He’s back. (Lens-artist photo challenge : Patterns.)

blue tongue garden 023_4000x3000

We haven’t seen our resident bluetongue lizard for 2-3 months. They are cold-blooded reptiles and at the onset of winter, all bluetongues enter a dormant phase, called “brumation”,  though this is not a true hibernation. On the warmest winter days they may come out to bask for short periods but no feeding takes place.

Then today on my morning stroll around the garden I saw him sunning on his regular rock. Jack rushed off to bring him some meat. blue tongue garden 021_4000x3000I had gone round the garden looking for “patterns” as this is the theme from Leya for this weeks “Lens-artists photo challenge”. How perfect is this… blue tongue garden 021 patternThe lovely combination of browns, creams, fawns and that tinge of rust. Notice how the colours blend with the rock. Look at his tiny leg, when he is warmed up he can slither quite quickly under the rock. blue tongue garden 023 headI tried to catch his tongue, it is quite long, but the camera was not fast enough, this was all I caught of that bright blue tongue.

Thank you Bluey for turning up today…


  1. Reading your post taught me about Brumation. I have never heard of that before. Your close up photos of the lizard are really good. I’ve seen these lizards before but never observed them as carefully as you have here.

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  2. Brumation? I am not alone my computer’s spell check does not know that word either.
    I looked it up and learned it is shorter than saying ‘Bluetongues are not very active in winter.’
    But a few extra words are not wasted when you are talking to people like me,
    Who just assumed you meant hibernation.
    Bluetongues are harmless and can be handled, once they loose their fear, they like warm hands.
    I like them to stay cautious that’s why I use a long piece of wire to feed them.
    I have hidden short pieces of PVC pipe all around our fence line so they have shelter from predators Like dogs and cats. Every year around spring one comes out from a specially built hideaway.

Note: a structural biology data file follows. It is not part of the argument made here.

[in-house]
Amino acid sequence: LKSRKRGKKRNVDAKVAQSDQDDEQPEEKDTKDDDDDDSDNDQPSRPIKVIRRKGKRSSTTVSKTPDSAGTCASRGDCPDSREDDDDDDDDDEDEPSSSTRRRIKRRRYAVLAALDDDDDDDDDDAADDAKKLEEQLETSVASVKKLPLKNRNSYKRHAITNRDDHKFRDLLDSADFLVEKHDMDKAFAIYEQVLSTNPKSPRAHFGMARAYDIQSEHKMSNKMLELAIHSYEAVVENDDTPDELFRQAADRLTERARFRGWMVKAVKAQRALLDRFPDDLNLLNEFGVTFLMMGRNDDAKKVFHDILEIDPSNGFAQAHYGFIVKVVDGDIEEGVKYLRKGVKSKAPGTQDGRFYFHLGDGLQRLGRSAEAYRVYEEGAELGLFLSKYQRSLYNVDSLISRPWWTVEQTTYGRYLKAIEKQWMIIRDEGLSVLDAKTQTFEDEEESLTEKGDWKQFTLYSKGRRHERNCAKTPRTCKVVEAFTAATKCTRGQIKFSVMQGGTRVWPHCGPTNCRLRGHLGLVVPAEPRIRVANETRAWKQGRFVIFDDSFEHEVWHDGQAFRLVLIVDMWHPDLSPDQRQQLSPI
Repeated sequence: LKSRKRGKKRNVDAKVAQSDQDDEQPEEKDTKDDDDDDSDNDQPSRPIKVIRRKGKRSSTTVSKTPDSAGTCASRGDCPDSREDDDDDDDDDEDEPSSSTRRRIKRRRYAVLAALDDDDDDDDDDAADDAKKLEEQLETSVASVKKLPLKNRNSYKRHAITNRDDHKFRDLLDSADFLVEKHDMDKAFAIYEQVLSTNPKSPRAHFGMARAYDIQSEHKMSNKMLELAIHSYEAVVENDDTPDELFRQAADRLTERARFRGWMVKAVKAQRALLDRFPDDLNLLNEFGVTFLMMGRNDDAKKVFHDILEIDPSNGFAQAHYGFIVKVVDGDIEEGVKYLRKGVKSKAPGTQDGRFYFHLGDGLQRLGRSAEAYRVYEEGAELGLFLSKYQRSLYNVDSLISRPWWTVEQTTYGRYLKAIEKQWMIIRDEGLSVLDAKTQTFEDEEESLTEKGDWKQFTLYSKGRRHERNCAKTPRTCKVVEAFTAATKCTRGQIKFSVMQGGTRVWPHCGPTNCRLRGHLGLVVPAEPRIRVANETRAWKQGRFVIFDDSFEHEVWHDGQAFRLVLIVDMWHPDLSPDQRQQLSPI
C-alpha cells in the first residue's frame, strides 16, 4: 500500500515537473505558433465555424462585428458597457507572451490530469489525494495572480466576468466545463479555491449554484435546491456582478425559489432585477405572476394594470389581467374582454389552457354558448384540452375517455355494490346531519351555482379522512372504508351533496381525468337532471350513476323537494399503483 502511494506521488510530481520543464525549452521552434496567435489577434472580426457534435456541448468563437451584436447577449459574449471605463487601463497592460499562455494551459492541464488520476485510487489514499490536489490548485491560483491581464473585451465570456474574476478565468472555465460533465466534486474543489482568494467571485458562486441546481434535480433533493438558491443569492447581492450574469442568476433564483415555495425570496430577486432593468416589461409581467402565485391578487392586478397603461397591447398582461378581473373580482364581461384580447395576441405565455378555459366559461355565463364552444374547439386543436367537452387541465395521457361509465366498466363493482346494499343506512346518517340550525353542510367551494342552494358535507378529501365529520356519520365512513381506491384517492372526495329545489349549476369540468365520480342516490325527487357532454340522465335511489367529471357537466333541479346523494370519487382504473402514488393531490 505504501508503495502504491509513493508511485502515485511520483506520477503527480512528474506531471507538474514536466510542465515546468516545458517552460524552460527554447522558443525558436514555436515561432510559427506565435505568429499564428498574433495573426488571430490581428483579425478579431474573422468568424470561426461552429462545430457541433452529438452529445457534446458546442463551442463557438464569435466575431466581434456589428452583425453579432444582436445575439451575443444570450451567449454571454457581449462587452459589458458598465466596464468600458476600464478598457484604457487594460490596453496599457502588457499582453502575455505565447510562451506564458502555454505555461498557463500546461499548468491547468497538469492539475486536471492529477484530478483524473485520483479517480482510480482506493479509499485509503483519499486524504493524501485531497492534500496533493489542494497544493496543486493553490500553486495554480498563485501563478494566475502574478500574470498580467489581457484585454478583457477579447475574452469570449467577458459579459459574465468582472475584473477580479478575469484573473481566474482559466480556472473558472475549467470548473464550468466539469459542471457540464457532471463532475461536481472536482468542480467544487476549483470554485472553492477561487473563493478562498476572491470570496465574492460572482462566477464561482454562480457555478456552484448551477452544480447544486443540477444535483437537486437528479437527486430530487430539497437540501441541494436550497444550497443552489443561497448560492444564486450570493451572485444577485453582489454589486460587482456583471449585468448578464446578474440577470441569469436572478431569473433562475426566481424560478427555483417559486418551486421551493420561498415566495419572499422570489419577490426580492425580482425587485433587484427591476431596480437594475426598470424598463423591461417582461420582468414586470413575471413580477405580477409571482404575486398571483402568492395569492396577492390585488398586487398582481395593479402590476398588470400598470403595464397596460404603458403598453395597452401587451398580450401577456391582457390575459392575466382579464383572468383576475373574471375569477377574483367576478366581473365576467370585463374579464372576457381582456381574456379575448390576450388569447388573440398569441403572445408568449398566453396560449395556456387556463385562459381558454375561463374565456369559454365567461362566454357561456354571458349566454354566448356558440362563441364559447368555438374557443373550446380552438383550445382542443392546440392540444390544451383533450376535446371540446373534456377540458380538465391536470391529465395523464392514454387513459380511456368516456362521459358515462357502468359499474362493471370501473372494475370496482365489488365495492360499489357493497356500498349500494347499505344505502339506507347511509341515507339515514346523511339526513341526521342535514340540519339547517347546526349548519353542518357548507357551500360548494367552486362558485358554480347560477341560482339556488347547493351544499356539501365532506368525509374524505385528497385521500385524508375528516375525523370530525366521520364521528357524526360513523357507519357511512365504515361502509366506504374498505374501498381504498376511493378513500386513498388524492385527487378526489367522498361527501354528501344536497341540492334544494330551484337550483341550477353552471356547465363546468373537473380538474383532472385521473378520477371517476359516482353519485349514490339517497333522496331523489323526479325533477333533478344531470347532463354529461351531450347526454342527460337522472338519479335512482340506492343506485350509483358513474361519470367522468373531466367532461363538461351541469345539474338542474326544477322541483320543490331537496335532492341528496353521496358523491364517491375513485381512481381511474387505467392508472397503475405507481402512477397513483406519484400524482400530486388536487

Pauline usually notices them first they are our friends there are no snails or slugs in our garden.

    Liked by 4 people

  3. A completely perfect time for this little one to come out and display his patterns! In harmony with his surroundings as well – lovely shots. The blue tongue shows even if not that much – but I guess they are fast.
    And – I learned a new word, brumation, thank you for that as well. A very pleasant part of blogging is about words too! Wishing you two – or three – a lovely Sunday!

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  4. Never heard of this creature Pauline – you Aussies do get some amazing critters over there! So glad you caught a piece of that tongue, the color is amazing! He works for our pattern challenge as well as last week’s blue!

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    • I wish I could catch his tongue out. They open their mouth wide, stick the tongue ou, swell their neck and hiss to scare away predators. They look quite scary. But that is only if they are cornered, usually they will run away


  5. What a lovely garden resident! We have some common lizards in our backyard. I have noticed fewer snails…Jack has me wondering if they’re helping there? I’ll do some research to see what they eat.

    I’ve seen in a zoo the blue tongued skink. Are these two related?

    Liked by 1 person

  6. Certainly a good choice for patterns. The lizard actually looks a lot like a snake. still beautiful though (and o are snakes but the are a eerie beautiful due to our experience/ learned knowledge of them

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